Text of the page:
Barcelona, Spain, November 2019 – There are many different kinds of polarisation and, in cities, opinions can diverge on a whole range of issues: this is one of the main conclusions the partners of the Efus-led BRIDGE project, which seeks to “build resilience to reduce polarisation and growing extremism”, agreed on during a meeting in Barcelona (ES) on 14-15 November. The event combined a seminar and a coordination meeting, the second one since the start of the project (January 2019 – December 2020).
> Polarisation audits in the partner cities
The results of the polarisation audits conducted in the project’s 13 partner cities* were presented on the first day. The audits were done with the methodological tool provided by the project’s experts. These are: the German NGO Ufuq.de, which promotes pluralism and social cohesion through social education, prevention and research; the Spanish think tank Real Instituto Elcano, which promotes democracy and peaceful coexistence through the study of international relations; Markus Pausch, professor at the Department of Social Work and Social Innovation at the University of Applied Sciences of Salzburg (AT); Tim Chapman, visiting lecturer at Ulster University (Northern Ireland) and a specialist in restorative justice, and Dr Eolene Boyd-MacMillan, Senior Research Associate, Department of Psychology, University of Cambridge. Efus also brought its expertise in this field.
These local audits, which identify the issues on which opinions are polarised in the partner cities, will serve as a basis to design the pilot projects that will be carried out in the project’s second phase. There are four broad themes on which opinions are sharply divided: secularism / religion; migrants recently arrived from the Middle East and Africa / local residents; police / population, and extremist / moderate groups.
> Multiple polarisation in an era of uncertainty
On the second day, there was a seminar on polarisation, which was introduced by Prof. Markus Pausch. In his presentation titled “Multiple polarisation in an era of uncertainty” he stressed there are various kinds of polarisation in society today, as there has been throughout history.
One should distinguish between ‘benign’ polarisation, which can result in more democracy in society, and ‘pernicious’ polarisation, which paves the way to repressive, authoritarian regimes. Similarly, one should distinguish between bottom-up and top-down polarisation, examples of the former being the Arab Spring and the Yellow Vest movement in France, and of the latter Brexit in the UK and the conflict in Eastern Ukraine (were pro-Russia armed groups are fighting the government). Pr Pausch said that “inclusive democracy can prevent pernicious polarisation, or at least transform it into a benign form.”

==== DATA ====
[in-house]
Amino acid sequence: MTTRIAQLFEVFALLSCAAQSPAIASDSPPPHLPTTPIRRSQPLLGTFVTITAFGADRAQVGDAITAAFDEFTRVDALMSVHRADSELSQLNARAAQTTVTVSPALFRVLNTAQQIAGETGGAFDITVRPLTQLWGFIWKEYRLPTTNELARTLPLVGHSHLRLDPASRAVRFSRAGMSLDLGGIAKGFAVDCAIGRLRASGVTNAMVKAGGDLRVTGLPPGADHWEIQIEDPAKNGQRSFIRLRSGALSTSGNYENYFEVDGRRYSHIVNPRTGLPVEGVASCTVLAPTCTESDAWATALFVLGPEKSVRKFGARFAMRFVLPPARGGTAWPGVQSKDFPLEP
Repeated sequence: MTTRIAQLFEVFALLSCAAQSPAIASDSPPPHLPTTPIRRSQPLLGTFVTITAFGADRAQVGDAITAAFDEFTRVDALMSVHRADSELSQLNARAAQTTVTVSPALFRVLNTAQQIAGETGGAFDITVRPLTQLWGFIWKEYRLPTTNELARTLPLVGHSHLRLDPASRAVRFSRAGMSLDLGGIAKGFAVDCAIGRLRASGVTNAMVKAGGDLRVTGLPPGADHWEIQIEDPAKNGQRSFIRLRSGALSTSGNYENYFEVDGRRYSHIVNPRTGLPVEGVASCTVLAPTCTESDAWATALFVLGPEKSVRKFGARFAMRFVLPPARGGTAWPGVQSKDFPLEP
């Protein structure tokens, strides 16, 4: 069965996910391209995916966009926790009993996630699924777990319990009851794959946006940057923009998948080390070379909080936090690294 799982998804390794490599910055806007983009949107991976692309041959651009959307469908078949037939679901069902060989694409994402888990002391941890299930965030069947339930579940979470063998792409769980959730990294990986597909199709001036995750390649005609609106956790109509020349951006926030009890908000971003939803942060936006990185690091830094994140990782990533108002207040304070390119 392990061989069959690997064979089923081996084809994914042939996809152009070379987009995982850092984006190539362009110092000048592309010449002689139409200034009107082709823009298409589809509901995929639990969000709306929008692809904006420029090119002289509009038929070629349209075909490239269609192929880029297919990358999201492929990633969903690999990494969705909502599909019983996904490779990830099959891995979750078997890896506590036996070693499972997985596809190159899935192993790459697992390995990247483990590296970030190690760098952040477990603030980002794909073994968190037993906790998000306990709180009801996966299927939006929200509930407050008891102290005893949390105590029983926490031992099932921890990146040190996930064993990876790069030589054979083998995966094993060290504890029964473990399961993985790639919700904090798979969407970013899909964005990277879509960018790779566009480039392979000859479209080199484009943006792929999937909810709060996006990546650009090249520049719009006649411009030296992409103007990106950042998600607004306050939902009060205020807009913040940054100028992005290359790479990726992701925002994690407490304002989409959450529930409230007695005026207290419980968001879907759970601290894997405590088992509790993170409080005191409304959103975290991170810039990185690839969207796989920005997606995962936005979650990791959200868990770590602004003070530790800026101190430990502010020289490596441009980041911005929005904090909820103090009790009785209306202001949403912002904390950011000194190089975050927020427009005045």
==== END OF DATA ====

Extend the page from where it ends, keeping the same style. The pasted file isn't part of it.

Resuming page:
> Mitigating polarisation at the local level
The project partners then worked in small groups on the following questions: What can you do in your locality to prevent polarisation from happening or increasing? What local networks and partnerships and what capacities and skills do you need to reinforce in order to do so? What is your objective, your vision for your city/region?
Following this discussion, the partners concluded that the lack of social cohesion is one of the main factors of polarisation in their local territory. Furthermore, they agreed that the main objectives of their pilot projects are to strengthen social cohesion and to stop or at least mitigate violence that can stem from the lack of social cohesion and the resulting social divisions.
> The project’s next steps
In the upcoming months, the partner cities will design and implement their pilot projects. At the end of this phase, they will produce a series of recommendations and webinars aimed at helping all interested European local authorities to detect and reduce local phenomena of polarisation.
* Brussels (BE), Departmental council of Val d’Oise (FR), Düsseldorf (DE), Government of Catalonia (ES), Genk (BE), Igoumenitsa (GR), Leuven (BE), Reggio Emilia (IT), Region of Umbria (IT), Rotterdam (NL), Terrassa (ES), Stuttgart (DE), Vaulx-en-Velin (FR)
Contact at Efus: Moritz Konradi, Programme Manager (email@example.com)
and Eszter Karácsony, Programme Manager (firstname.lastname@example.org)